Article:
Portraits of Wildflowers

Perspectives on Nature Photography

Escarpment black cherry tree turned yellow

with 27 comments

Compared to places much further north, central Texas is too warm for a lot of colorful fall foliage. Still, we do get some, and its predominant color is yellow. That’s true for the escarpment black cherry treePrunus serotina var. eximia. We found this specimen at the Doeskin Ranch in Burnet County when we drove out there on November 24th hoping to find some bright autumn leaves. We weren’t disappointed.

© 2018 Steven Schwartzman

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Written by Steve Schwartzman

December 2, 2018 at 4:24 PM

27 Responses

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  1. That tree was a beautiful find!

    Lavinia Ross

    December 2, 2018 at 5:03 PM

    • It was, and we found other examples of botanical color as well, so the 45-minute drive out to Doeskin Ranch was well worth it.

      Steve Schwartzman

      December 2, 2018 at 8:13 PM

  2. That is how it is here. Except for poison oak, our native fall color is limited to yellow. Exotic species provide the oranges and reds. I just posted pictures of it on Saturday, and will post more next Saturday.

    tonytomeo

    December 2, 2018 at 9:57 PM

  3. Pure gold.

    Gallivanta

    December 3, 2018 at 4:24 AM

  4. How beautiful 😊

    Nomzi Kumalo

    December 3, 2018 at 8:42 AM

  5. One year, a large cherry tree on the place outside Kerrville went down in a storm. Thanks to a friend with a tractor and a front-loader, we got the tree out of the woods and to a mill to be slabbed. We stacked it under tarps and a lean-to, where it cured for two years before becoming some lovely furniture. The wood was as beautiful as the leaves.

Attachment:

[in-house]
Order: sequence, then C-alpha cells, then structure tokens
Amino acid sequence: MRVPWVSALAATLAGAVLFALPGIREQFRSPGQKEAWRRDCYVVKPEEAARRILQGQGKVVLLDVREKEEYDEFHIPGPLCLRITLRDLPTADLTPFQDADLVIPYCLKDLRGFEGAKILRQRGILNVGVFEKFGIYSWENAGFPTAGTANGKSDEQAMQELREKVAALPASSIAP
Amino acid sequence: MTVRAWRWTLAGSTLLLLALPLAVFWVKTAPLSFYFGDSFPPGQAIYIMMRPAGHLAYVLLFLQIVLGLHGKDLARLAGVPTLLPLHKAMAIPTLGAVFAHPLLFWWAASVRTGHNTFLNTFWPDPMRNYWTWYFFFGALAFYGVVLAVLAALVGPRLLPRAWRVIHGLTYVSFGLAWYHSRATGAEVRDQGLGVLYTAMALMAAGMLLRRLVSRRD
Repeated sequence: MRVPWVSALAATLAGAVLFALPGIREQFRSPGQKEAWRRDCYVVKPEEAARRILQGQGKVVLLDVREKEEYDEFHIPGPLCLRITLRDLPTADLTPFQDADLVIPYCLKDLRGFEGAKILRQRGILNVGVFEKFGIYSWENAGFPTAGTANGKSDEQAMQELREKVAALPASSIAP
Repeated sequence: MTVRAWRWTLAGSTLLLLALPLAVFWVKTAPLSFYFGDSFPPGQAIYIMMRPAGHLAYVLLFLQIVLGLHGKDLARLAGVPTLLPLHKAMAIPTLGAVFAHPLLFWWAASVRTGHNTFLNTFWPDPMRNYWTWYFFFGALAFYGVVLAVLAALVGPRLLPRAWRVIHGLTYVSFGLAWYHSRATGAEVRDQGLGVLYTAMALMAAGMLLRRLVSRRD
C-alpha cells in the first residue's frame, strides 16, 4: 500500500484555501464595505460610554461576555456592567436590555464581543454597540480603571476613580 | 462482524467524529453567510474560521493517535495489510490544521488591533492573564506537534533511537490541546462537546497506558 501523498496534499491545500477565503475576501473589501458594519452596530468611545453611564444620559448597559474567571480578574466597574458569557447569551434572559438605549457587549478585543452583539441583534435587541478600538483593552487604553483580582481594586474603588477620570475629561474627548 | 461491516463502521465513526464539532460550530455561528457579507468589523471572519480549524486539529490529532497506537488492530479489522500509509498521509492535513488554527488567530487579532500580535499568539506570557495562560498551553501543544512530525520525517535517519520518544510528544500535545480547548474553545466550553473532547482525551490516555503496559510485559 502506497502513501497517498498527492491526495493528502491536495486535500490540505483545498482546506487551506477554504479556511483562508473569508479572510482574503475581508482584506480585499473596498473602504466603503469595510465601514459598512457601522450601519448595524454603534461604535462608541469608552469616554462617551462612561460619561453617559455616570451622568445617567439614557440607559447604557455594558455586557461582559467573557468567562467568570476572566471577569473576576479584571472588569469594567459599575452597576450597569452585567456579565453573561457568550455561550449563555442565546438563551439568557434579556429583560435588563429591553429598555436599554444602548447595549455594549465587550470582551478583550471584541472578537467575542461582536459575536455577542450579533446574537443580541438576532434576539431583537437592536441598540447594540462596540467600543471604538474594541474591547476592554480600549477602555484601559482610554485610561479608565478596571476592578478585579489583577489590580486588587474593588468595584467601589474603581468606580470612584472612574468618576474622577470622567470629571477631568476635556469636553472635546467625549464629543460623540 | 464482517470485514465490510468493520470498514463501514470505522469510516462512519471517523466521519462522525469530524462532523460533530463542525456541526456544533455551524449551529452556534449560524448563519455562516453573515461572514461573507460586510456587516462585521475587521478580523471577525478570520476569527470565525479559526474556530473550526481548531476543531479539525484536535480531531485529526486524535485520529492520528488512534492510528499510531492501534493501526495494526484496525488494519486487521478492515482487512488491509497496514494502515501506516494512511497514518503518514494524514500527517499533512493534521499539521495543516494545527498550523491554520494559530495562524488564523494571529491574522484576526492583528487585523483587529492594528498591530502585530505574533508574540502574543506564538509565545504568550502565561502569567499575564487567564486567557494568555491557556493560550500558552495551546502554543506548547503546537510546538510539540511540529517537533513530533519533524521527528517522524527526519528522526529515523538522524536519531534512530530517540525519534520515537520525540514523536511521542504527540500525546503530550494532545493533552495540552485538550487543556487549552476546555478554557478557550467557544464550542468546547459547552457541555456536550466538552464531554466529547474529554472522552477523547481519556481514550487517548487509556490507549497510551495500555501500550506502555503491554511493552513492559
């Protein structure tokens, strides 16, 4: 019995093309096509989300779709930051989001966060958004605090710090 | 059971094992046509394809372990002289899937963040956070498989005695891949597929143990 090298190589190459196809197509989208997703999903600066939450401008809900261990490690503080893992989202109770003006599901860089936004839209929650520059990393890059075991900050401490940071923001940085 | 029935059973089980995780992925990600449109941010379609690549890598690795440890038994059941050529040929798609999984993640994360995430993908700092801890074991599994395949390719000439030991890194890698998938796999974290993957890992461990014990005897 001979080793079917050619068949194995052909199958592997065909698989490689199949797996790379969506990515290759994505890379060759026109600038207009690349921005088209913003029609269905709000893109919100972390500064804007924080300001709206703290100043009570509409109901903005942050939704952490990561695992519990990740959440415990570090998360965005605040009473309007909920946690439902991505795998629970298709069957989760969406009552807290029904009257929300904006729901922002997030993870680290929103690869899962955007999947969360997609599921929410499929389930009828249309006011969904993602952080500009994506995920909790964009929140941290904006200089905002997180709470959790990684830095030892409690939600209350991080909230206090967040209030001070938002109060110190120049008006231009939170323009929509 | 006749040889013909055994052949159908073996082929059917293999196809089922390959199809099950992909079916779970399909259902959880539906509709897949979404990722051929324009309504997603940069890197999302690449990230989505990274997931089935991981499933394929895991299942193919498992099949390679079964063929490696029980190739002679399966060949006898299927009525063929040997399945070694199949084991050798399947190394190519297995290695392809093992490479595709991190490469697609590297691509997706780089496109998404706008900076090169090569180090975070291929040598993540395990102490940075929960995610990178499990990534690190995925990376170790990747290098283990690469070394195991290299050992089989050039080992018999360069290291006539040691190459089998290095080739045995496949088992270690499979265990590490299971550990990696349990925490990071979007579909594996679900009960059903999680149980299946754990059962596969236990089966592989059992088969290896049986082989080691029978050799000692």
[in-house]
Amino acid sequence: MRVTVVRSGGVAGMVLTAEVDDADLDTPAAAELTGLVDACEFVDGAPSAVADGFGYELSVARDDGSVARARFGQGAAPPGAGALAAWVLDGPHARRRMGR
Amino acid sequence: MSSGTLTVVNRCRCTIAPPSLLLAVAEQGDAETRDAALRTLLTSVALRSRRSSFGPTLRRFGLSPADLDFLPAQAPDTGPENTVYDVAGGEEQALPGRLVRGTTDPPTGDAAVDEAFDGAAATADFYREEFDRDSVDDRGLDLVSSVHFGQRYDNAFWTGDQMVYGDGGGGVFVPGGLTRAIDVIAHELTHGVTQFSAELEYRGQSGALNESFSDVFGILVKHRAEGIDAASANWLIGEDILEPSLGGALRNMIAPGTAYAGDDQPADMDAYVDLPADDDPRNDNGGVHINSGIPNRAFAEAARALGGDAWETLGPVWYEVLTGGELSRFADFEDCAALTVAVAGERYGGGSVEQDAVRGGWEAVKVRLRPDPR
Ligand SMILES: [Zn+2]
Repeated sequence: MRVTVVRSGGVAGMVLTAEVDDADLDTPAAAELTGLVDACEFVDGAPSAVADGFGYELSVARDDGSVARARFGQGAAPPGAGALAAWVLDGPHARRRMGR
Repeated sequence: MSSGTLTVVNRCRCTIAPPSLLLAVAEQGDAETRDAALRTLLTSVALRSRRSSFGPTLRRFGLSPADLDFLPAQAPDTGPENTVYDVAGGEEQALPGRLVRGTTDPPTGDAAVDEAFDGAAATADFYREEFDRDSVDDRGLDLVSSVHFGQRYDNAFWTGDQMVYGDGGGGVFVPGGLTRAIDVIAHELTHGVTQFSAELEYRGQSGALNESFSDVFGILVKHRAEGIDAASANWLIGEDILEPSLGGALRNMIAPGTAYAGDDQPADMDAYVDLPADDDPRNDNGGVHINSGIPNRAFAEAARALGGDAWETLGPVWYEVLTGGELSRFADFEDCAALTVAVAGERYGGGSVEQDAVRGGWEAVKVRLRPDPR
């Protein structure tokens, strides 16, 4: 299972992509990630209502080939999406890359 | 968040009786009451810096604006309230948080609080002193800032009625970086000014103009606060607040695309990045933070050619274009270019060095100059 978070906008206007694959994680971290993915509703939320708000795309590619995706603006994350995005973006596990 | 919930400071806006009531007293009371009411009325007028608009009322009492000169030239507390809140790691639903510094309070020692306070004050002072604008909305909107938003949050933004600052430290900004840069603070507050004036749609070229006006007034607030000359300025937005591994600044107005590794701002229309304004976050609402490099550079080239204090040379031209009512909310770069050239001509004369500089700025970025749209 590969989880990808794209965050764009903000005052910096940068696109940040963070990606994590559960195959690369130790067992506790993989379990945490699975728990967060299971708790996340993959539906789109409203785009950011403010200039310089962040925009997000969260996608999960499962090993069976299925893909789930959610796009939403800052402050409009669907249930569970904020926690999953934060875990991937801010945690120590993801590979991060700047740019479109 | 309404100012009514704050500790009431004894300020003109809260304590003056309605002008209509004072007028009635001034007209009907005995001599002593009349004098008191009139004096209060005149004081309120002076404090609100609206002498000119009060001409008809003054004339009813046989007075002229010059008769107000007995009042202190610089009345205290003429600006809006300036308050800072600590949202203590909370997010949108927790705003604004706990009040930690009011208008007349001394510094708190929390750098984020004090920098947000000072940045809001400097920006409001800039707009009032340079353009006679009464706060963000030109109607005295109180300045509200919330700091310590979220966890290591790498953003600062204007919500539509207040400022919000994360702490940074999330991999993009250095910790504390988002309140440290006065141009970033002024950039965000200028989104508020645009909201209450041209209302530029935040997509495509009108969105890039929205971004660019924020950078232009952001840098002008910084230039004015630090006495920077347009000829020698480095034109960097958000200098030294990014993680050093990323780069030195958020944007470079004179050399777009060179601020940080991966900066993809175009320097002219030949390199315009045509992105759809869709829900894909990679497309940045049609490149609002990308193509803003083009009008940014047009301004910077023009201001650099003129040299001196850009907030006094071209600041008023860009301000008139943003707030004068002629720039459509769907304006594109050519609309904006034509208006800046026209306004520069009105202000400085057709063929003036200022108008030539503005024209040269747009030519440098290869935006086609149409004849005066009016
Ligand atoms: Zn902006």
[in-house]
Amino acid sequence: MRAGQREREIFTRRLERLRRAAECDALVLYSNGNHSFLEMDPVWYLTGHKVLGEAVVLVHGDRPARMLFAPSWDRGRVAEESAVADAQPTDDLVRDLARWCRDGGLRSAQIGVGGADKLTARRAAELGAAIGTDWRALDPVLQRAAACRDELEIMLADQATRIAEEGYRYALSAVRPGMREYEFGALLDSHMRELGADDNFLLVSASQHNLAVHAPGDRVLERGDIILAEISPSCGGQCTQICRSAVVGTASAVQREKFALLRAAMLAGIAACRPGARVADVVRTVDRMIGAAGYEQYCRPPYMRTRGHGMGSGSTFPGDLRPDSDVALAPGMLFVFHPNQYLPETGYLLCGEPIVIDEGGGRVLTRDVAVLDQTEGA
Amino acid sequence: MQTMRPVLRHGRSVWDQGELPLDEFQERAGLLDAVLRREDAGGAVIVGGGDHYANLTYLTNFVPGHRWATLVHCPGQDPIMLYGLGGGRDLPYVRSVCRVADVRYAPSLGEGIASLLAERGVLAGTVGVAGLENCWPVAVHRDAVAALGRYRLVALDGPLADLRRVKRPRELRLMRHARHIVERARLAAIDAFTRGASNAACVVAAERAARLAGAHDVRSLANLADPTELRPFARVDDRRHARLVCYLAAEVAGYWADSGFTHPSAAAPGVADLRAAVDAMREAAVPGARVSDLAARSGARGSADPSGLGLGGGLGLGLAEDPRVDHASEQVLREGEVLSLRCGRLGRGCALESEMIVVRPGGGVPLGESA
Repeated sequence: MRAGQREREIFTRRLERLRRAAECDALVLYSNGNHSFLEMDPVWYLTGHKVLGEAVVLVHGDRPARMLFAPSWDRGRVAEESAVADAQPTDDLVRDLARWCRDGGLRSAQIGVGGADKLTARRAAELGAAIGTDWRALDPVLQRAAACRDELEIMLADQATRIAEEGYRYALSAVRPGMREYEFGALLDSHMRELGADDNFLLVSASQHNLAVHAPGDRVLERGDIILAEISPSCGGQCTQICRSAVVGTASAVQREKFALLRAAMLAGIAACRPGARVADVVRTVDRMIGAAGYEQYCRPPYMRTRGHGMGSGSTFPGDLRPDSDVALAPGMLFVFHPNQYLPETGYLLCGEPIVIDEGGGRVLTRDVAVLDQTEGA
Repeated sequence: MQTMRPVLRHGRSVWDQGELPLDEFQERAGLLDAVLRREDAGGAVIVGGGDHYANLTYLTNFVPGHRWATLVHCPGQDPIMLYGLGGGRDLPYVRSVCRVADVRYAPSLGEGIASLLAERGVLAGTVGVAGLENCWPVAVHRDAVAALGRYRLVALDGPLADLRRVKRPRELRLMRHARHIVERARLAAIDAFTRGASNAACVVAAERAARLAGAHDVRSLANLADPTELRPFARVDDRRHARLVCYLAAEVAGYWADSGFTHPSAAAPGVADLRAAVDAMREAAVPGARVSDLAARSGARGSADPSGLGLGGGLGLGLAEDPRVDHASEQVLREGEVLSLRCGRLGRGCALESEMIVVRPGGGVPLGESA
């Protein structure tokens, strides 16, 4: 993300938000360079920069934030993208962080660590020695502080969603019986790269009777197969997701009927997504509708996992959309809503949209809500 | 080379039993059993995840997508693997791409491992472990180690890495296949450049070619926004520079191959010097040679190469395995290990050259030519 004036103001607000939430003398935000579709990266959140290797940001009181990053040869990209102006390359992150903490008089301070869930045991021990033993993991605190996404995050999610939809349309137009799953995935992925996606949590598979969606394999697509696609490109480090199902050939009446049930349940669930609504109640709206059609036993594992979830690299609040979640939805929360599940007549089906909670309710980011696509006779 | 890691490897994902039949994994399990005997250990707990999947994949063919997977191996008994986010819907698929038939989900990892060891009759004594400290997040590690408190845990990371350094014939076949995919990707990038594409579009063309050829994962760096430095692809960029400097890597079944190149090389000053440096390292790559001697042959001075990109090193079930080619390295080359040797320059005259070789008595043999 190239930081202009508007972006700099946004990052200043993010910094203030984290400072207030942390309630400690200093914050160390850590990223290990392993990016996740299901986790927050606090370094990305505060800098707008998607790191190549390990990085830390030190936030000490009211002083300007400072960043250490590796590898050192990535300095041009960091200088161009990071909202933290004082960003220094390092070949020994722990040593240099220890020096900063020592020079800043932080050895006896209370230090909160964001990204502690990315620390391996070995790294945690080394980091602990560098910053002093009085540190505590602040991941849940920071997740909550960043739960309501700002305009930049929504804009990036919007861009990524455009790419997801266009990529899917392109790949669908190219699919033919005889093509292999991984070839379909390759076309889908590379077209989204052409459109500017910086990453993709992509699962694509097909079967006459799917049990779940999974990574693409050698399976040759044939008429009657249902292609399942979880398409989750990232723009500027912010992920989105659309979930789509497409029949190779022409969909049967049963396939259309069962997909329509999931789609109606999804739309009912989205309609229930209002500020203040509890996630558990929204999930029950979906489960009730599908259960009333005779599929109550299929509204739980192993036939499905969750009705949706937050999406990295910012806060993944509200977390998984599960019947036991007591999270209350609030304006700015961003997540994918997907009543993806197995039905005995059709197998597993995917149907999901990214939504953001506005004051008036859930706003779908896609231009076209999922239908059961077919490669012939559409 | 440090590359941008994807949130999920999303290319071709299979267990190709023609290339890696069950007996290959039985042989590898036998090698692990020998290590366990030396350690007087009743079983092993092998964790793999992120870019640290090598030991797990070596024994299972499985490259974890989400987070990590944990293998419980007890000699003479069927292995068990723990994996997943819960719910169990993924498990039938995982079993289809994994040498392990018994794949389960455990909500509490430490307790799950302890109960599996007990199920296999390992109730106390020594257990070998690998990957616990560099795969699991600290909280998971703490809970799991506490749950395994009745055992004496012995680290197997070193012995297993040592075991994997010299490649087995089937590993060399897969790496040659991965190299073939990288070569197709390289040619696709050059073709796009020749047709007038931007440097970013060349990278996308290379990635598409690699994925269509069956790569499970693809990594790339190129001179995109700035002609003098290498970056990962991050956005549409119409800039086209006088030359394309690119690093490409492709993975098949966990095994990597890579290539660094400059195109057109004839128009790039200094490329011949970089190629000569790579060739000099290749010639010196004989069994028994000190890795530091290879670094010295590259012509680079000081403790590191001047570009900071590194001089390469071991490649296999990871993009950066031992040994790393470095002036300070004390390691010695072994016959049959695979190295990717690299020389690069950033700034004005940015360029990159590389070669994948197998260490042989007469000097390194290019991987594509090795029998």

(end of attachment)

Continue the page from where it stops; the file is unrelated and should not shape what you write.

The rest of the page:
After reading the linked article, I think there’s a chance it might have been escarpment black cherry: every detail seems right, including the fact that it was growing in a place where it got more sunlight than most of the area. Its fruit usually was plentiful, too; the neighbor up the hill sometimes made jelly from it. Whichever cherry it was, it’s a fact that it was one of the few dependable trees for fall color on the place, and you’ve captured that color perfectly.

    shoreacres

    December 3, 2018 at 8:44 AM

    • I’ve heard of people using cherry wood to make furniture. Maybe I’ve even seen some. You’ve gone a lot farther, following the process from fallen tree to furniture over a span of at least two years. Then there’s the jelly the neighbor made. And from what you say at the end, you’ve even seen the tree sporting its colorful fall foliage. I’d say you’re much more familiar with this species than I. While we drove to Burnet County to see this specimen, in other years I’ve found a few right in my part of Austin. As you’ve heard me say so may times: I’ll take all the colorful native fall foliage I can get.

      Steve Schwartzman

      December 3, 2018 at 5:35 PM

  6. Very Nice Steve! Never thought of Central Texas not getting much Fall color!

    Reed Andariese

    December 4, 2018 at 6:32 PM

    • Down here we’re way south of your northern New Jersey and my (when growing up) Long Island. The great swathes of forest fall foliage people enjoy up north are lacking here.

      Steve Schwartzman

      December 4, 2018 at 7:54 PM


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